"I have just finished my first year of graduate studies in organic chemistry at Duke University. I just wanted to let you know how much your book got me through the past year of course work.... When it came to mechanisms, I found the clarity and thoroughness I needed only in your book. It was impressive how you were able to present so much information in a clear and comprehensive manner yet keep the book so manageable in size. In addition to the text, I also was able to benefit from the problems.... Great practice!! The on-line answers are much better than looking up answers by reference.... I am reading it again this summer in preparation for my preliminary exam next spring."
-- David Gooden
The authors are careful to present new information such that it links it to existing content, ever mindful that students assimilate new information only in the proper context. The enriched assessment content in WileyPLUS Learning Space offers students the opportunity to gauge their conceptual understanding and receive immediate feedback to address misconceptions.
Alcohol and Its Biomarkers: Clinical Aspects and Laboratory Determinationis a concise guide to all currently known alcohol biomarkers, their clinical application, and the laboratory methods used to detect them. Pathologists can use this resource to understand the limitations and cost factors associated with each method for determining certain alcohol biomarkers. In addition, interferences in these determinations are discussed, so that clinicians can understand the causes of falsely elevated biomarkers and pathologists and laboratory scientists can potentially eliminate them. The book focuses on the analytical methods used to detect alcohol in blood and urine, the limitations of alcohol determination using enzymatic methods, and the differences between clinical and forensic alcohol measurement. Chapters also cover cutting-edge alcohol biomarkers for potential use. Focuses on the analytical methods used for detecting alcohol in blood and urine along with the pitfalls and limitations of alcohol determination using enzymatic methodsExplains the difference between clinical and forensic alcohol measurementIncludes a brief overview of the benefits of consuming alcohol in moderation and the hazards of heavy drinking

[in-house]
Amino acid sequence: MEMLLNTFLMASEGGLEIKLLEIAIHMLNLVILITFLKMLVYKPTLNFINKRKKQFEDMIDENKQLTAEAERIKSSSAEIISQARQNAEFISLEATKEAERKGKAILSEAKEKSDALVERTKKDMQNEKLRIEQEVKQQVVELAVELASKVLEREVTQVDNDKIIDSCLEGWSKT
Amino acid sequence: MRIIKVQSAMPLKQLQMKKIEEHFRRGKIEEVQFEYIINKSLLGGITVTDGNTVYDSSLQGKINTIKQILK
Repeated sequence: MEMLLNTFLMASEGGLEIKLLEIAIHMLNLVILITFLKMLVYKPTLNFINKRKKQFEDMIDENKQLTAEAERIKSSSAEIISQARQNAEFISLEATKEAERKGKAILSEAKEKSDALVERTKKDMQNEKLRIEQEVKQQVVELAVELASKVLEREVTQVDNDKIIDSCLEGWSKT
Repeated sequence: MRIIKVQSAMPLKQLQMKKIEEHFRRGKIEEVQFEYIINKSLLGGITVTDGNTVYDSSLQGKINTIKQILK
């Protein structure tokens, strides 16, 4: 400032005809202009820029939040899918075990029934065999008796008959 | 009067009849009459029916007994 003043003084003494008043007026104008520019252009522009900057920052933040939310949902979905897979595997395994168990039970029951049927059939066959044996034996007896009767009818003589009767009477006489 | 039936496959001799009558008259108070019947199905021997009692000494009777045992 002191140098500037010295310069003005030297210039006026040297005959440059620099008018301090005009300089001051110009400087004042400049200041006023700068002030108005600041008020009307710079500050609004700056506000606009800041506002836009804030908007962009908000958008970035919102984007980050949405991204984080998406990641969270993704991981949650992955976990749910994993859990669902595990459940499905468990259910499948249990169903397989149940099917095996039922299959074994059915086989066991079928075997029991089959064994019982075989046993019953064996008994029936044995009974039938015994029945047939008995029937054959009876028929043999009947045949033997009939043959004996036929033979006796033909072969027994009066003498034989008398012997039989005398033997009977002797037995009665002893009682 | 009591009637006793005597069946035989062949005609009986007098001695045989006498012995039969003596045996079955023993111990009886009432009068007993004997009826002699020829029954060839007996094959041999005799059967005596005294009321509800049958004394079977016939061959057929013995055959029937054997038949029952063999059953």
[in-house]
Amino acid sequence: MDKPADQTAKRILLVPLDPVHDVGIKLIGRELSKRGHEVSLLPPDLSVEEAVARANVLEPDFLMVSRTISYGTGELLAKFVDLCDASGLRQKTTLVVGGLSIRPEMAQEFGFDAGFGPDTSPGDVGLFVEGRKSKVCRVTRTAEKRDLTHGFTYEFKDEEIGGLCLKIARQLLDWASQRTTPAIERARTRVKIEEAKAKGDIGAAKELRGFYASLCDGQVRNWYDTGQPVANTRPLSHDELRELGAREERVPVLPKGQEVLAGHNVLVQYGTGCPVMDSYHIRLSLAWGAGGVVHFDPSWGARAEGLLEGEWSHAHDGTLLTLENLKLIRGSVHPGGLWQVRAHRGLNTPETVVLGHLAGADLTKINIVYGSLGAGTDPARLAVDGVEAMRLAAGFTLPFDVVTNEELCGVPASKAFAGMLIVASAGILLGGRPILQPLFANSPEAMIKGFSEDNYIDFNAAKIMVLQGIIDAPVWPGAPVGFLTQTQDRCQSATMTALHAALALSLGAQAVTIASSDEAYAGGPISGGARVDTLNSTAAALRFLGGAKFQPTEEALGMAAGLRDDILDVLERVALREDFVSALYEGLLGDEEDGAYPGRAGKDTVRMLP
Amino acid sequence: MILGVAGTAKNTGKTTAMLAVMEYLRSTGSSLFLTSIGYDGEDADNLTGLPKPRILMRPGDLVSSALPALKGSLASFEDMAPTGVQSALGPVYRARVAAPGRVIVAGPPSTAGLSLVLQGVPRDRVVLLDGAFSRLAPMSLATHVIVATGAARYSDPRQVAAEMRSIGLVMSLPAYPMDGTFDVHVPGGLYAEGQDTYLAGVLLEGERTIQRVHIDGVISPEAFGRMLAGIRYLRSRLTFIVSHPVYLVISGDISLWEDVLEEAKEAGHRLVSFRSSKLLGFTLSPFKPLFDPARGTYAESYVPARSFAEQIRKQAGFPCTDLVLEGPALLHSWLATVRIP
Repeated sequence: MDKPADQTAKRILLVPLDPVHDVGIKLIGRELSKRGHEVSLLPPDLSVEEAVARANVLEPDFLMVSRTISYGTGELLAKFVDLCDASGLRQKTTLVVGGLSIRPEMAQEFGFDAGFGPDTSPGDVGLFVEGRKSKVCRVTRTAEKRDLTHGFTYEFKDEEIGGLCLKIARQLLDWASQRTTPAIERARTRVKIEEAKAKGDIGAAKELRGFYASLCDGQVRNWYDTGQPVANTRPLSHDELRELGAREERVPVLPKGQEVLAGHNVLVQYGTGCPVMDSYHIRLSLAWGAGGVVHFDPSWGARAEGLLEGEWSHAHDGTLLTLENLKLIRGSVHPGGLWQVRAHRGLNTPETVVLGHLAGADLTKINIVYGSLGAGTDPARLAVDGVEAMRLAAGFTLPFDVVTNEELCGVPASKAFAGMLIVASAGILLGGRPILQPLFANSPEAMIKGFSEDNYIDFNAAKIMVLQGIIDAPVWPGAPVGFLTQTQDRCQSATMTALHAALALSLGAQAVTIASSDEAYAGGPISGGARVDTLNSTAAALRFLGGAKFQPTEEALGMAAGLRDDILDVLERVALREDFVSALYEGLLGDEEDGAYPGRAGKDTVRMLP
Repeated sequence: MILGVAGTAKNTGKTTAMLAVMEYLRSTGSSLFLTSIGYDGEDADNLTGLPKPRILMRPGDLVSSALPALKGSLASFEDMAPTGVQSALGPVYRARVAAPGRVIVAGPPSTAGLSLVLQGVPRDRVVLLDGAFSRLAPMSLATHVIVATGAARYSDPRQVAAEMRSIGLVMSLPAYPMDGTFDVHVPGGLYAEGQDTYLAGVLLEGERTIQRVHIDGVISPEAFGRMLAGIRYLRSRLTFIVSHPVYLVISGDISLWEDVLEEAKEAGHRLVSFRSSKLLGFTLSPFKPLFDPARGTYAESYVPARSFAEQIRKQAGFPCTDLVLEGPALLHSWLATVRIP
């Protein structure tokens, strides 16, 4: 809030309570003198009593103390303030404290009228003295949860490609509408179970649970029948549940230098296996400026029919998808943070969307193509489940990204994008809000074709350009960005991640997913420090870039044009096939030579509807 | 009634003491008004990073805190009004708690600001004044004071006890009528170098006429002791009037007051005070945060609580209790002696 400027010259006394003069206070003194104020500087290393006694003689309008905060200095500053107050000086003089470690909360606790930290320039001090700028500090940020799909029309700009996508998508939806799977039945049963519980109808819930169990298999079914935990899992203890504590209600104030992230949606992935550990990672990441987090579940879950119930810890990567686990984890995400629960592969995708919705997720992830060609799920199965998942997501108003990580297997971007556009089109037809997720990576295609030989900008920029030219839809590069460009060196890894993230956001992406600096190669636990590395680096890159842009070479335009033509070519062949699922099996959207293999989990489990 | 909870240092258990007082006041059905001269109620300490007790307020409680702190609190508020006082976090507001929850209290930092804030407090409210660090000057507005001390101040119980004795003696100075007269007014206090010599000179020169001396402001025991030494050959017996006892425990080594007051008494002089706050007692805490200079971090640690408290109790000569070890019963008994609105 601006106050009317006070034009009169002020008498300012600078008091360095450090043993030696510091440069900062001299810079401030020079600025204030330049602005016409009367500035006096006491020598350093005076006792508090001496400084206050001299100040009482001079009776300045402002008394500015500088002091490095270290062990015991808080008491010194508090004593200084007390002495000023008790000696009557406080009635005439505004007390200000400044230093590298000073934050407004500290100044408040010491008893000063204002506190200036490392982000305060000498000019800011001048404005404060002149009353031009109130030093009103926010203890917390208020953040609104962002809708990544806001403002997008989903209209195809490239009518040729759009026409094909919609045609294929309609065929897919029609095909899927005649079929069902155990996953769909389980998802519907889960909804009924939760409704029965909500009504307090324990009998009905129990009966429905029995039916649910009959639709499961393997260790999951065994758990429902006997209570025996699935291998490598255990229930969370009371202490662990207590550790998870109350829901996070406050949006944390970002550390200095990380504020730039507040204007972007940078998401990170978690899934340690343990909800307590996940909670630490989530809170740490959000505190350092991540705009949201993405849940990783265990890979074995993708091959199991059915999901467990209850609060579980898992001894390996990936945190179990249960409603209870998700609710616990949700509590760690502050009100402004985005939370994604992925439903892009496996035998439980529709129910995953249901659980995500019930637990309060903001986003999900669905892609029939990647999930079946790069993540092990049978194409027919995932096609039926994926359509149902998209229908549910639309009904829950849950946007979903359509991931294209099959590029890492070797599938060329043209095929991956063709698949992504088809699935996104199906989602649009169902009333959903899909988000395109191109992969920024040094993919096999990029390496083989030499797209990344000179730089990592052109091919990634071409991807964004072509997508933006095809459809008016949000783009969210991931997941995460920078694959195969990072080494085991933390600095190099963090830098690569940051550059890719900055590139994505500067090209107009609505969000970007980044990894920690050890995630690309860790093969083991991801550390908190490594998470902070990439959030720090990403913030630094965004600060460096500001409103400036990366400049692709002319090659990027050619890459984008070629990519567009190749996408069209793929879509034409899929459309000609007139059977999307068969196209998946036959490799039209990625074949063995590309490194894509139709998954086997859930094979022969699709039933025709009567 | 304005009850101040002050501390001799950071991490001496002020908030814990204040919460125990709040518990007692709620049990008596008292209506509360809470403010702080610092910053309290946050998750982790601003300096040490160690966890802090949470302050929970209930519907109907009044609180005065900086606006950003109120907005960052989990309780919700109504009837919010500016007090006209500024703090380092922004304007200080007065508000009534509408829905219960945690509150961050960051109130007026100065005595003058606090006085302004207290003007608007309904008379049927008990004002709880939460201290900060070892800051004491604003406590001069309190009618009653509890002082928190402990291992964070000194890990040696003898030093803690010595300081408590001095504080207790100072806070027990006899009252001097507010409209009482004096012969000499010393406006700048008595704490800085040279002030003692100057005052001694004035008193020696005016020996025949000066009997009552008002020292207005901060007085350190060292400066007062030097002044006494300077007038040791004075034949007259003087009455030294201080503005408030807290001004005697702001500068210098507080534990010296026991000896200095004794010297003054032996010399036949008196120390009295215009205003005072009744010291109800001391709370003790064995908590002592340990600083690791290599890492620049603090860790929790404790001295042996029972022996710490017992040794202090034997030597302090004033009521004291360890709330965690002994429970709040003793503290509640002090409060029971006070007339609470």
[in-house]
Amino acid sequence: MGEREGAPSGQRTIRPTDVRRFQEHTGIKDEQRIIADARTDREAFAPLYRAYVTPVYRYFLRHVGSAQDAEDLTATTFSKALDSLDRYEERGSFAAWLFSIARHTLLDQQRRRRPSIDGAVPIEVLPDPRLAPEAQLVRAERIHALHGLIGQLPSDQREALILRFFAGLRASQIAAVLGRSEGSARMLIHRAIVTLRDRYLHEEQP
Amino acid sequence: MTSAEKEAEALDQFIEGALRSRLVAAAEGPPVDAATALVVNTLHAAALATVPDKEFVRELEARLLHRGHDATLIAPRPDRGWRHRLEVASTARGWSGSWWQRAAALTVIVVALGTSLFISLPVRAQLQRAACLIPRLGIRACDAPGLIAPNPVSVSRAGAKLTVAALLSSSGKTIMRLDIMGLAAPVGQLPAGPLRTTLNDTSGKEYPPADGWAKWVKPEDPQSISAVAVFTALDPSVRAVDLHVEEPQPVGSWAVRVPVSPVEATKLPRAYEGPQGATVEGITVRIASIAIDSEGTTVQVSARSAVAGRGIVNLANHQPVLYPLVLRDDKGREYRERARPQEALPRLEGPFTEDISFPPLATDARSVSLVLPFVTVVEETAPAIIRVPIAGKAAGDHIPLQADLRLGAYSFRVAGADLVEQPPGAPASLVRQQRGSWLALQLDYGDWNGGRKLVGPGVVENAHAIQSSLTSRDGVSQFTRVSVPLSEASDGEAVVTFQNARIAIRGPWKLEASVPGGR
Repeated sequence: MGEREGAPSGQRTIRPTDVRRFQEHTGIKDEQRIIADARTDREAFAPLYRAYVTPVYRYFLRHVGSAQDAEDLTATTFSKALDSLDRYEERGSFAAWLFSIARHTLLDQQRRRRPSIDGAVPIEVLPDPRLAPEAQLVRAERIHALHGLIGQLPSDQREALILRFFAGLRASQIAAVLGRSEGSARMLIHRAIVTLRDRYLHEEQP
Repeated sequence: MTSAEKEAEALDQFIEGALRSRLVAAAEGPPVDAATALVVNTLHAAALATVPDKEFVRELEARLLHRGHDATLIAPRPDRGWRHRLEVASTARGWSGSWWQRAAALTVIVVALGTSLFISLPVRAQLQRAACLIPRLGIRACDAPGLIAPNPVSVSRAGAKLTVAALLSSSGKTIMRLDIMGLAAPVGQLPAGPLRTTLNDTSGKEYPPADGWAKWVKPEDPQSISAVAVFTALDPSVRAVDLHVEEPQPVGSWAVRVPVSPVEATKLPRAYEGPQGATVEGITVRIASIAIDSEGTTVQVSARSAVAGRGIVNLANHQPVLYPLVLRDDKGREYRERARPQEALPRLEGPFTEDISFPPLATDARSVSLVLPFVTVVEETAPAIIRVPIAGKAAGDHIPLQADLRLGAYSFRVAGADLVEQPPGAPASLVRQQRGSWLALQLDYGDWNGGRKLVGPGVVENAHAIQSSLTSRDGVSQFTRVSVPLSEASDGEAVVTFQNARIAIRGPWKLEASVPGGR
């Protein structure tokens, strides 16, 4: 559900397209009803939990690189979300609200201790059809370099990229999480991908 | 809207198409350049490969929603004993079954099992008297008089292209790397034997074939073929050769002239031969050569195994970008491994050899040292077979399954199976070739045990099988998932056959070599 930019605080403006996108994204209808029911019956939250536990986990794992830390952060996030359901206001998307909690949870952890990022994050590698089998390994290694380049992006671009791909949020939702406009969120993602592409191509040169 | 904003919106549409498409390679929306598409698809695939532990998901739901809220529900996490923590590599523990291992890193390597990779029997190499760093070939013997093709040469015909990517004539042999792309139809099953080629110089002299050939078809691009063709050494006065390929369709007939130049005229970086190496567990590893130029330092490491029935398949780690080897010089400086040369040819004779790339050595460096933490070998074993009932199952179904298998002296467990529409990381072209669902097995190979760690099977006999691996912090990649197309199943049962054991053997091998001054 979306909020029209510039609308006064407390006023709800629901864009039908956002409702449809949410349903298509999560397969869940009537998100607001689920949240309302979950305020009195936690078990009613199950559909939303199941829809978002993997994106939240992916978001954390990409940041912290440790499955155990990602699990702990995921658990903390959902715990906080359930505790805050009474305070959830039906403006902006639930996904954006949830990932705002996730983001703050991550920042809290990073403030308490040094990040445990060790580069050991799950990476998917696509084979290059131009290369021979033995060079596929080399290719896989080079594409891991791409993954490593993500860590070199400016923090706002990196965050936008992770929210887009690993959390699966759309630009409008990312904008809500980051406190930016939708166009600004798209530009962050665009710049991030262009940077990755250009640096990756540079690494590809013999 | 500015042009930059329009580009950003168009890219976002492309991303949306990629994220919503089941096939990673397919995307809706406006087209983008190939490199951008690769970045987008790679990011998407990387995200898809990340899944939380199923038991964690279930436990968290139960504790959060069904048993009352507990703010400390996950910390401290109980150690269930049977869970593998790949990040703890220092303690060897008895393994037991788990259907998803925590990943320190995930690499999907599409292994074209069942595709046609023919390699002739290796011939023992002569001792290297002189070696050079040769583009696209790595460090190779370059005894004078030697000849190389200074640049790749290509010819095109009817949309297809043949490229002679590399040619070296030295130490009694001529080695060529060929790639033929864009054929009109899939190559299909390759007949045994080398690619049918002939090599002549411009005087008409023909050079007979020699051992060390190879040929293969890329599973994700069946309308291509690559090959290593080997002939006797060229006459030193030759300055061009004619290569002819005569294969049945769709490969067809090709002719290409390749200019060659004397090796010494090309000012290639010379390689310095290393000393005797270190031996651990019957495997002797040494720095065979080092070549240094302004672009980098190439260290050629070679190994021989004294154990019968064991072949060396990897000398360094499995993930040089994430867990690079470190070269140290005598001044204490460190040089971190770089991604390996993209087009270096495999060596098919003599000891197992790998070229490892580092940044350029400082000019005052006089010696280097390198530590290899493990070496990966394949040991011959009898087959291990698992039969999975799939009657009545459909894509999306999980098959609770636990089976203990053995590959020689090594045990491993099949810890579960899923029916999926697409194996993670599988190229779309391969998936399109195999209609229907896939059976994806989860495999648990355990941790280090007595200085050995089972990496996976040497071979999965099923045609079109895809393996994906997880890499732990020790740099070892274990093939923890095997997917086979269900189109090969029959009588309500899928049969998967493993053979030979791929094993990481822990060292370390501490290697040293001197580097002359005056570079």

In anticipation of the fully revised 2015 MCAT, 500 Review Questions for the MCAT: Organic Chemistry and Biochemistry has been updated to comprehensively cover the biology portion of the organic chemistry/biochemistry portion of the Biological and Biochemical Foundations of Living Systems section. This book provides the problem-solving practice you need to take the exam with confidence.500 questions organized by subject Follows the new MCAT format Complete explanations to every question given in the answer key